‘Joshua fit the battle of Jericho…and the walls came tumbling down!’
This song and the story have been in my head since the celebration of the twenty-fifth anniversary of the fall of the Berlin Wall.
The stories about these walls are different: the Jericho wall was built to protect its inhabitants and to keep intruders out; the Berlin wall was built to stop East German people leaving their country en masse.
The stories about these walls are also similar: they were both brought down without violence, by people power, by persistent trust in a future that could be better than the present, by faith, as the Hebrews author puts it.
Yes, Jericho was invaded after the walls crumbled and its population butchered, but that is not the point. The point is that walls can be brought down – no matter how long, high, big or strong they are. The point is that when they do come down, there is reason for celebration.
Walls are erected to one end only. They offer security, protection, and put an end to fear (of invasion, of a country without inhabitants etc). Whether walls are physical barriers or psychological, whether they have been put in place a long time ago or in recent times, whether they are meant to keep people in or out or whether we call them boundaries, borders or fences, they are always meant to control fear, to relieve anxiety. When a wall is completed, the builders rejoice. Goal achieved, perceived danger kept at bay. All is quiet at the Western front…
A completed wall also means complete division. People are separated from each other, families split up and nations see themselves as the centre of the universe. Creating division, thinking in ‘us and them’ terms, does not contribute to people’s well-being. The fear never really goes away. Living behind security doors, bigger, stronger, higher walls will not bring peace of mind. What comes from the inside cannot be remedied by measures on the outside.
Most people in Eastern Germany lived in some measure of fear of their own government. So when the wall came down, both West and East celebrated. The fear had been overcome, trust had won.
Fear arises on the inside and needs to be resolved on the inside. Only love can replace fear. Jesus taught this, over and over and over again – not only in words but in his way of being in the world.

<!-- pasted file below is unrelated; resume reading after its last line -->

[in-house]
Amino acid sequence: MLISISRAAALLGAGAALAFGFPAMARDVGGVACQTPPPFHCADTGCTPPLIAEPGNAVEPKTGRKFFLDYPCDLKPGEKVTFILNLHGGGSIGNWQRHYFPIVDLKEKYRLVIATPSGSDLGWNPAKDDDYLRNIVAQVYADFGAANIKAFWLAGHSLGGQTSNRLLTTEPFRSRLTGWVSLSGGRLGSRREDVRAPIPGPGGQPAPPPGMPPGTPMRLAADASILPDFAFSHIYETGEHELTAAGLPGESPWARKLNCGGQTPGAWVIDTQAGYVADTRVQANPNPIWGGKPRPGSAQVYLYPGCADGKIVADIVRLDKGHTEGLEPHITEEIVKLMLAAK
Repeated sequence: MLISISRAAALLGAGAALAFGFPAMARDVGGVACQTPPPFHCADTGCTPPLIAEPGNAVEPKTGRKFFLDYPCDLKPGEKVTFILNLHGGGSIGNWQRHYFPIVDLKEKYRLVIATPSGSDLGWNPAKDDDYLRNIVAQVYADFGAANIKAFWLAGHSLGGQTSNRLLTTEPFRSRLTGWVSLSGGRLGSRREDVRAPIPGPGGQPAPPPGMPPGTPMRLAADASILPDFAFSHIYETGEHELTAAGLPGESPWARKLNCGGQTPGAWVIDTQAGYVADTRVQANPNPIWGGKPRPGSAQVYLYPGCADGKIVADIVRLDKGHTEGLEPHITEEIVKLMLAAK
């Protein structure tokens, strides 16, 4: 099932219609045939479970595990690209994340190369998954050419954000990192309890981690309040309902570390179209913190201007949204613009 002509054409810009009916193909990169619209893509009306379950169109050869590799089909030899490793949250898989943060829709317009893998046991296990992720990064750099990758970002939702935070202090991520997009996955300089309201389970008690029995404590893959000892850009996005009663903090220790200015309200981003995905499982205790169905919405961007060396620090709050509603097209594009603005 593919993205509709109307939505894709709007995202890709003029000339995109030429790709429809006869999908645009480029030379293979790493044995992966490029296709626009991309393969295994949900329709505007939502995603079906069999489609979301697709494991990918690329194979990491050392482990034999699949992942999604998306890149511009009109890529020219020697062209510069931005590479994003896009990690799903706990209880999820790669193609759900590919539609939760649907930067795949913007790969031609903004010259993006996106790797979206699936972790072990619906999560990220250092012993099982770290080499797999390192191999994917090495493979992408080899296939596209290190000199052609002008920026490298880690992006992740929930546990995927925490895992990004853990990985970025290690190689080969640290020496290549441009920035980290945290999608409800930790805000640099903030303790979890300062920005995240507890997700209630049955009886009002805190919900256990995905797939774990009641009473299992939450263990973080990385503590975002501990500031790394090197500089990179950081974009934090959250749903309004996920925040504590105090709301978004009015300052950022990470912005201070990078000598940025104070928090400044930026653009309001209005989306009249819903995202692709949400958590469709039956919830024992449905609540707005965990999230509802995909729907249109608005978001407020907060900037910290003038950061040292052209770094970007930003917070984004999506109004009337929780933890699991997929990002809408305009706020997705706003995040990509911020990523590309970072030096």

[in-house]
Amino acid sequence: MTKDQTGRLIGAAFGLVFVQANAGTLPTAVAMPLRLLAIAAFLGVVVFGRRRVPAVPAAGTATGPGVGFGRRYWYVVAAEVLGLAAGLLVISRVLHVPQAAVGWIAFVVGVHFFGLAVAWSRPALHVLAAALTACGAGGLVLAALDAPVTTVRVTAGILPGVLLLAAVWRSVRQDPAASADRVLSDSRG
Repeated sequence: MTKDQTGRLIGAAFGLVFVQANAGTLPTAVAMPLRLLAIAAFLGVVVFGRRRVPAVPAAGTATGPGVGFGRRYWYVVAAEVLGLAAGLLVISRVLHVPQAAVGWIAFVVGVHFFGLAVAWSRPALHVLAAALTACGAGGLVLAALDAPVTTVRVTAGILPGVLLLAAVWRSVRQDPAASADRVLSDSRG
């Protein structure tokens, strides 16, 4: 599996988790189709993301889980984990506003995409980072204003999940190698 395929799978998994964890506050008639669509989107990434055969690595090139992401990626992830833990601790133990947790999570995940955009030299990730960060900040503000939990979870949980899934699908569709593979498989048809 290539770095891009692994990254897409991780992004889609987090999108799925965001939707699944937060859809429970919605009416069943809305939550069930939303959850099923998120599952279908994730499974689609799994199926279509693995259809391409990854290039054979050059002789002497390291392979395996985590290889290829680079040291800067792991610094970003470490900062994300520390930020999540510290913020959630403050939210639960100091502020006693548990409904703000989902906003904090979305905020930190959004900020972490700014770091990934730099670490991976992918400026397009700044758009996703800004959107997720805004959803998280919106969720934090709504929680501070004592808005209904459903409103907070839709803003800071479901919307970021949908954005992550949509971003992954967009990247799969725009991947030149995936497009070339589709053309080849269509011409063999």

‘Love came down at Christmas’, we sing. Be not afraid. You don’t need walls to protect you from tax collectors, prostitutes, Romans, women or children. Jesus did not put anything between himself and other human beings. He did not build walls of any kind. He didn’t encourage people to pick up stones or use battering rams to take walls down either. Instead, he acknowledged everyone’s value, respected every human being, had compassion with everyone who suffered, forgave people who attacked him.
He loved. He lived love. He was love embodied. Where there is that much love there is no fear. Where there is that much love there is no need for walls of any kind.
Joshua fit the battle of Jericho… Jesus did battle in an even more trusting and radical way than Joshua did. He showed a way of life that is nonviolent, bringing hope for all of humanity for peace, harmony, unity with self, other and God.
Christmas, to me, is an invitation to live life with an open mind, heart and arms. Love makes a way for justice, equity and peace. Love is the way.
May all walls gently fold in on themselves. A fear-less Christmas everyone!
After Ordination at Fremantle Wesley Uniting Church, Corina was recently inducted into Northam Uniting Church.
Rev Corina Van Oostende